It may not sound like a huge change. Mail-in voting certainly makes it easier on people already struggling to balance work and family life. But it's actually having an effect not only on how campaigns are run, but also on political polling. Eventually this change in voting patterns could gain sway to the point where it shifts the path of future election results.
Just this past June one California county delayed certification of election results after receiving more than 12,000 mail-in ballots the day after the election, according to the Los Angeles Times. The ballots had been forwarded from one post office to another and candidates threatened lawsuits if those ballots were not counted in advance of certifying elections. Both early voting in-person and by mail are available in California.
Having lived through the national debacle of Bush v. Gore in 2000, in which election results were delayed by recounts and court appeals for more than five weeks beyond Election Day, no one wants to repeat that excruciating experience. But mail-in voting certainly raises the possibility that such delays could become commonplace.
It's already changing the way campaigns are run and TV ads are bought and placed. Stuart Rothenberg of Congressional Quarterly writes: "More than 30 states allow voters to cast their ballots well before Election Day. Early has begun in Arizona and starts Oct. 11 in Illinois. Early voting in Indiana starts 29 days before the Nov. 2 general election. In Wisconsin, it's three weeks before Election Day. In Florida, early voting starts 15 days before the election."
Oregon, for example, went to an all mail-in ballot in 1998, after having toyed with mail-in voting in earlier elections.
Early voting has changed the arc of campaign planning and lowered the value of late TV spots and late campaign developments. Consider the 2008 presidential election. Republican nominee Sen. John McCain came out of his convention in late August some five points ahead of then-Sen. Barack Obama. Wall Street crashed in mid-September and independent voters deserted the GOP. President Obama won that election handily, but my personal belief is that never would have happened if the economy hadn't turned topsy-turvy with voters blaming outgoing President George W. Bush and his would-be successor.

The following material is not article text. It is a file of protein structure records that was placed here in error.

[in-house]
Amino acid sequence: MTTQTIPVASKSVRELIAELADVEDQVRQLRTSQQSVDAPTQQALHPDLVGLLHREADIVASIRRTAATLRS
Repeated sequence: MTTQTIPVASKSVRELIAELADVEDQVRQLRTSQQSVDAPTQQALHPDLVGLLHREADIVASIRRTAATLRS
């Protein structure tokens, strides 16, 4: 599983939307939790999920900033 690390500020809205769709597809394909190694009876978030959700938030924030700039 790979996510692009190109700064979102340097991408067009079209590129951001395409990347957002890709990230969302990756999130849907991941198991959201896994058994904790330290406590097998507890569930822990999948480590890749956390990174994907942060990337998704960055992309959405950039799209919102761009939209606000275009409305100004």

Consider how recent revelations in California's gubernatorial race may have changed votes. Republican Meg Whitman was running even with former Gov. Democrat Jerry Brown. Then a former domestic worker went public with information proving Whitman's husband read a government-issued letter explaining to the family someone on its domestic staff had issues with her immigration status.
Changes in voting patterns driven by mail-in ballots are also throwing obstacles in the path of veteran poll-watchers. Each individual polling firm can skew poll results by how it handles trends among early balloters. According to the Washington Post, when conducting surveys some pollsters now ask people if they have already voted and if the answer is yes, those persons' answers are most often thrown into the category of "likely voters."
So while early voting is overall a net positive, mail-in balloting may not ultimately be the solution. Perhaps states such as Oregon should change over to the California method, in which most voters go early to the polls to vote and they have more than one day on which to do so.
That would ensure that all votes could be tallied on Election Day, rather than subjecting elections to the vicissitudes of the postal service and delays.
Bonnie Erbe is a TV host and writes a column for Scripps Howard News Service. E-mail bonnieerbe@CompuServe.com.
Arizona voters can attend a public town hall about the 10 propositions on the Nov. 2 ballot 7 p.m. Wednesday at Gateway Community College, 108 N. 40th St., Phoenix.
Election officials say early primary voter ballots are slow to return in the state's metropolitan areas.
Arizona registered voters who would like to request an early ballot for the May 18 state sales tax election must do so by 5 p.m. Friday .